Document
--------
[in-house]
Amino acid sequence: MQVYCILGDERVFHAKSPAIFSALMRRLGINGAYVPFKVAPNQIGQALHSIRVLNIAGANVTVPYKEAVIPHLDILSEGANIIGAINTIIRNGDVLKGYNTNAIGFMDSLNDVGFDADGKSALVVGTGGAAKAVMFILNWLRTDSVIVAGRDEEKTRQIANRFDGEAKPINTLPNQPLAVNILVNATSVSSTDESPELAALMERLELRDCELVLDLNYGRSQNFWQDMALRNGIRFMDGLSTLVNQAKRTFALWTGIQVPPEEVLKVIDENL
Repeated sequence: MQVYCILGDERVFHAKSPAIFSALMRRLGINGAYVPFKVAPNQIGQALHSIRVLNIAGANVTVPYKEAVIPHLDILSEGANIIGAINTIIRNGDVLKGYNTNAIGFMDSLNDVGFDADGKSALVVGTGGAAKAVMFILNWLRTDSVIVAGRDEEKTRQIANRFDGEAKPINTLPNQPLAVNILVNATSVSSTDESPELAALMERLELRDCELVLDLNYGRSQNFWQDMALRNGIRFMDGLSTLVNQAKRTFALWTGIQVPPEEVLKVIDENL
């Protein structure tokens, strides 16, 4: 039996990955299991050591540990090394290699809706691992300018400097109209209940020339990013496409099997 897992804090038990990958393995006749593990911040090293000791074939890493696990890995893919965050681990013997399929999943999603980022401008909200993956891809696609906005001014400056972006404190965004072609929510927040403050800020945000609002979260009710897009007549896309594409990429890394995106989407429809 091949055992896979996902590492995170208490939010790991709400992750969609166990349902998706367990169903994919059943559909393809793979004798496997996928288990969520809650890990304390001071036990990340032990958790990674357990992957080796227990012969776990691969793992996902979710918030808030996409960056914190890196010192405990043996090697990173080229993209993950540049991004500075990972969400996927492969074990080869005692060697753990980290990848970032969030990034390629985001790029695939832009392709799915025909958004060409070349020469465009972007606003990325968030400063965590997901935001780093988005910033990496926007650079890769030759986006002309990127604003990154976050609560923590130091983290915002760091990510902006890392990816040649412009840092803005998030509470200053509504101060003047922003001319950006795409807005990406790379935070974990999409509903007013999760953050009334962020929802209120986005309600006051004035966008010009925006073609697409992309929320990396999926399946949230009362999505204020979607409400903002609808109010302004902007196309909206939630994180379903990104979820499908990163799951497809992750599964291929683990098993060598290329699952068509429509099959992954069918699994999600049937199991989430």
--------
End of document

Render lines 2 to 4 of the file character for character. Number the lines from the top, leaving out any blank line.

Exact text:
Amino acid sequence: MQVYCILGDERVFHAKSPAIFSALMRRLGINGAYVPFKVAPNQIGQALHSIRVLNIAGANVTVPYKEAVIPHLDILSEGANIIGAINTIIRNGDVLKGYNTNAIGFMDSLNDVGFDADGKSALVVGTGGAAKAVMFILNWLRTDSVIVAGRDEEKTRQIANRFDGEAKPINTLPNQPLAVNILVNATSVSSTDESPELAALMERLELRDCELVLDLNYGRSQNFWQDMALRNGIRFMDGLSTLVNQAKRTFALWTGIQVPPEEVLKVIDENL
Repeated sequence: MQVYCILGDERVFHAKSPAIFSALMRRLGINGAYVPFKVAPNQIGQALHSIRVLNIAGANVTVPYKEAVIPHLDILSEGANIIGAINTIIRNGDVLKGYNTNAIGFMDSLNDVGFDADGKSALVVGTGGAAKAVMFILNWLRTDSVIVAGRDEEKTRQIANRFDGEAKPINTLPNQPLAVNILVNATSVSSTDESPELAALMERLELRDCELVLDLNYGRSQNFWQDMALRNGIRFMDGLSTLVNQAKRTFALWTGIQVPPEEVLKVIDENL
């Protein structure tokens, strides 16, 4: 039996990955299991050591540990090394290699809706691992300018400097109209209940020339990013496409099997 897992804090038990990958393995006749593990911040090293000791074939890493696990890995893919965050681990013997399929999943999603980022401008909200993956891809696609906005001014400056972006404190965004072609929510927040403050800020945000609002979260009710897009007549896309594409990429890394995106989407429809 091949055992896979996902590492995170208490939010790991709400992750969609166990349902998706367990169903994919059943559909393809793979004798496997996928288990969520809650890990304390001071036990990340032990958790990674357990992957080796227990012969776990691969793992996902979710918030808030996409960056914190890196010192405990043996090697990173080229993209993950540049991004500075990972969400996927492969074990080869005692060697753990980290990848970032969030990034390629985001790029695939832009392709799915025909958004060409070349020469465009972007606003990325968030400063965590997901935001780093988005910033990496926007650079890769030759986006002309990127604003990154976050609560923590130091983290915002760091990510902006890392990816040649412009840092803005998030509470200053509504101060003047922003001319950006795409807005990406790379935070974990999409509903007013999760953050009334962020929802209120986005309600006051004035966008010009925006073609697409992309929320990396999926399946949230009362999505204020979607409400903002609808109010302004902007196309909206939630994180379903990104979820499908990163799951497809992750599964291929683990098993060598290329699952068509429509099959992954069918699994999600049937199991989430």